(UPDATED COVERAGE, 3:30 p.m.) Despite advising the Subway sandwich chain that fresh produce is suspected in a recent salmonella outbreak, Illinois health officials had yet to establish a definite link more than five weeks after the first illness was reported.
As of June 17, the number of illnesses linked to the Subway sandwich chain has risen to 80.
âAt this time, we have not identified the source and are diligently working with our local health departments, (the Food and Drug Administration, the Centers for Disease Control and Prevention) and Subway Corporation to find the source and prevent any future illnesses,â said Melaney Arnold, communications manager for the Illinois Department of Public Health.
âWe do not have a time estimate of when this will wrap up,â she said.
Arnold did not comment on why investigators suspect produce and not meat or dairy products, whether salmonella was found in restaurants or how far down the supply chain the contamination was traced.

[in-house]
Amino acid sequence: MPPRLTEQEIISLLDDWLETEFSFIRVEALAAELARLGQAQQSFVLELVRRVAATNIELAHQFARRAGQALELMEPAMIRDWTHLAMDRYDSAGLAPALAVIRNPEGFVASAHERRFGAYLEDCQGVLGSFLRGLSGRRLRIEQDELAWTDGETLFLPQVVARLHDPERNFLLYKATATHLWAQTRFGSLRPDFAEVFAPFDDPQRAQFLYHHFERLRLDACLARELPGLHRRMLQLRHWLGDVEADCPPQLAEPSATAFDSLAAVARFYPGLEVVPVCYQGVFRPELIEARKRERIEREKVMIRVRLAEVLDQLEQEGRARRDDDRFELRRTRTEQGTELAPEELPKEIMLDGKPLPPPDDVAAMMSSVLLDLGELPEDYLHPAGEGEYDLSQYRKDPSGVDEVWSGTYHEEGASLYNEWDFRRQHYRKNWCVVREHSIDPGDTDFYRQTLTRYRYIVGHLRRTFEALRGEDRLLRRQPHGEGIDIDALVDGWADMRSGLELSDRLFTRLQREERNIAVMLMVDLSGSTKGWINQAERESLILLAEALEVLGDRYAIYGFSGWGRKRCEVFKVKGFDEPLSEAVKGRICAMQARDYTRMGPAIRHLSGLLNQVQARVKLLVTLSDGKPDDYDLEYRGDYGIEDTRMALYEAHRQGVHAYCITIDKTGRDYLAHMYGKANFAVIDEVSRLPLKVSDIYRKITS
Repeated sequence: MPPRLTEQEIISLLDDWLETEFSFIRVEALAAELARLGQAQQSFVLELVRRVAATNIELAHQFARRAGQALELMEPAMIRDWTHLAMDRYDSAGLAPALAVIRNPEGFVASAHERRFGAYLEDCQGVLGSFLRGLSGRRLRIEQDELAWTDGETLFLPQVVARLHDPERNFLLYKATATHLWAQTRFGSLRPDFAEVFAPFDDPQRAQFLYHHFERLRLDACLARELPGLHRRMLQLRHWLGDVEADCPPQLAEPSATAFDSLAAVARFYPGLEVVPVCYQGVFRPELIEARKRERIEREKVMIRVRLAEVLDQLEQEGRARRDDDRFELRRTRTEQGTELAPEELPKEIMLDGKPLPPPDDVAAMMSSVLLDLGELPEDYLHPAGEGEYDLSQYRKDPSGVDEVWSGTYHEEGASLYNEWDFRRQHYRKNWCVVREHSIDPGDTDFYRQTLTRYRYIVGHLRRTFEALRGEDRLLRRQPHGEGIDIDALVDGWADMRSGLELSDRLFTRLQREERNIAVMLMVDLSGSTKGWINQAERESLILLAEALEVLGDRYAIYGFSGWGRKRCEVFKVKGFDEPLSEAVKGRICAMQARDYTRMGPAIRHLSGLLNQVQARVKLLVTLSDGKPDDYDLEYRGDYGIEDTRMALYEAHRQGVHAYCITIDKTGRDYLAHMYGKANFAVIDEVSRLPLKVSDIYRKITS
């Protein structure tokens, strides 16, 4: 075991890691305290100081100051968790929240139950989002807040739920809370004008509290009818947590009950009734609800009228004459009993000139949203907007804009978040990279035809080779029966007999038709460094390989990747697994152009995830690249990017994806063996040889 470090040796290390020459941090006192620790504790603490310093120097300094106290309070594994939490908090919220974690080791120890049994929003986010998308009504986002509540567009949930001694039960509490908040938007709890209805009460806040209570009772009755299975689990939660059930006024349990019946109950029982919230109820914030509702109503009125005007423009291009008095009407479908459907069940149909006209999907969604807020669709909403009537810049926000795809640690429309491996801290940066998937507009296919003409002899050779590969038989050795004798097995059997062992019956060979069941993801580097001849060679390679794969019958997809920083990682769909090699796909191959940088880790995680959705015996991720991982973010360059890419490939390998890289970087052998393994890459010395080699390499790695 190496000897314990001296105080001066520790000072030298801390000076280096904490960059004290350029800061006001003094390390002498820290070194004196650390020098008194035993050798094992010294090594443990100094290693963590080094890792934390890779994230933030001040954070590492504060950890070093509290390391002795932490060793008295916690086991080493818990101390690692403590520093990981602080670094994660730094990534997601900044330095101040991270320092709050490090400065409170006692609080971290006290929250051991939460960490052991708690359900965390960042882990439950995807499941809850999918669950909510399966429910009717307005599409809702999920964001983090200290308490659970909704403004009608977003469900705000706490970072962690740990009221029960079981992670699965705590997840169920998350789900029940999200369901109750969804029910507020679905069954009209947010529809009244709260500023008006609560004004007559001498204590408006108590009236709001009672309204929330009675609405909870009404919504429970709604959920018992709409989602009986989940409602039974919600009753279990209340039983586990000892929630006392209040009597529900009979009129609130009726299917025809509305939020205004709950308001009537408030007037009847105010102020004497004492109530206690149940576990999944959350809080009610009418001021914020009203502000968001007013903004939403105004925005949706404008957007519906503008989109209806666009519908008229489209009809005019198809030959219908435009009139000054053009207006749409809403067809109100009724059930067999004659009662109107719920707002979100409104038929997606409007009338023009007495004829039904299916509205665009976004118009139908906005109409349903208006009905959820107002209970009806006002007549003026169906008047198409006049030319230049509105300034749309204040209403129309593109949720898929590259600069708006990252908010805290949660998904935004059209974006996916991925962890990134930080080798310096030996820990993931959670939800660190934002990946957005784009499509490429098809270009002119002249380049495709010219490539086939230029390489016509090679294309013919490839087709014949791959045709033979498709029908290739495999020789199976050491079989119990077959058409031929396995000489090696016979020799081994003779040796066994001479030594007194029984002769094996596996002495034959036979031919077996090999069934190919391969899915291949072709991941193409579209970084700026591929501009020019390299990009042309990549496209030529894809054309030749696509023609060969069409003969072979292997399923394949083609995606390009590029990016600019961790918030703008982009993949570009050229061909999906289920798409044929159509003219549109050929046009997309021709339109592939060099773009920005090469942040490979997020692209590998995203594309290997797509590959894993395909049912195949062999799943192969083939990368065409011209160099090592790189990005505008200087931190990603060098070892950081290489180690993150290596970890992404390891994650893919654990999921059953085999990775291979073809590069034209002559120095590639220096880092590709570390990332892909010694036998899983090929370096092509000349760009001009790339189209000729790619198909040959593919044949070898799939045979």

In discussions with its vendors, Subway has reinforced the importance of getting regular inspections by third-party auditors and government agencies and of following industry Good Agricultural Practices and Good Manufacturing Practices, as well as the chain's own Gold Standard Food Safety and Quality policy, according to a June 17 company statement.
An FDA official had no comment June 17.
After diners began reporting illnesses, Subway replaced lettuce, green peppers, red onions and tomatoes from restaurants in 26 Illinois counties.
The latest date reported for hospitalization was May 30. The ages of those sickened range from 2 to 79.